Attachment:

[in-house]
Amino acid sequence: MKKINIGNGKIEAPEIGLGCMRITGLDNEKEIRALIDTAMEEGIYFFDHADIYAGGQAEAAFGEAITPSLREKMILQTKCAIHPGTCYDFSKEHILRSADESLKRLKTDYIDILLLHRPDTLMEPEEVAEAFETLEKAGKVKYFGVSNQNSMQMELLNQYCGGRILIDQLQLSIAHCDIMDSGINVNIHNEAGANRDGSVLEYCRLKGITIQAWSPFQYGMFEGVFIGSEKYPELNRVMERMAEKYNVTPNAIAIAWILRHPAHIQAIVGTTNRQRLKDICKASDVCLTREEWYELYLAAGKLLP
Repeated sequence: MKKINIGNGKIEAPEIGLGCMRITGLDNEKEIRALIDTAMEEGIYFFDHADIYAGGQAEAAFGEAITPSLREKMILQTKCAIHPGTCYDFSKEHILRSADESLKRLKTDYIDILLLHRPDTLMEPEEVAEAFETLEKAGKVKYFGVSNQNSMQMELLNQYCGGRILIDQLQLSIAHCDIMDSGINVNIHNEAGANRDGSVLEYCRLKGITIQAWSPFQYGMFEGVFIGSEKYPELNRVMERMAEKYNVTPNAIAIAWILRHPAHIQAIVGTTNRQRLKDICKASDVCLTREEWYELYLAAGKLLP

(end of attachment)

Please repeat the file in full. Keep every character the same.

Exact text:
[in-house]
Amino acid sequence: MKKINIGNGKIEAPEIGLGCMRITGLDNEKEIRALIDTAMEEGIYFFDHADIYAGGQAEAAFGEAITPSLREKMILQTKCAIHPGTCYDFSKEHILRSADESLKRLKTDYIDILLLHRPDTLMEPEEVAEAFETLEKAGKVKYFGVSNQNSMQMELLNQYCGGRILIDQLQLSIAHCDIMDSGINVNIHNEAGANRDGSVLEYCRLKGITIQAWSPFQYGMFEGVFIGSEKYPELNRVMERMAEKYNVTPNAIAIAWILRHPAHIQAIVGTTNRQRLKDICKASDVCLTREEWYELYLAAGKLLP
Repeated sequence: MKKINIGNGKIEAPEIGLGCMRITGLDNEKEIRALIDTAMEEGIYFFDHADIYAGGQAEAAFGEAITPSLREKMILQTKCAIHPGTCYDFSKEHILRSADESLKRLKTDYIDILLLHRPDTLMEPEEVAEAFETLEKAGKVKYFGVSNQNSMQMELLNQYCGGRILIDQLQLSIAHCDIMDSGINVNIHNEAGANRDGSVLEYCRLKGITIQAWSPFQYGMFEGVFIGSEKYPELNRVMERMAEKYNVTPNAIAIAWILRHPAHIQAIVGTTNRQRLKDICKASDVCLTREEWYELYLAAGKLLP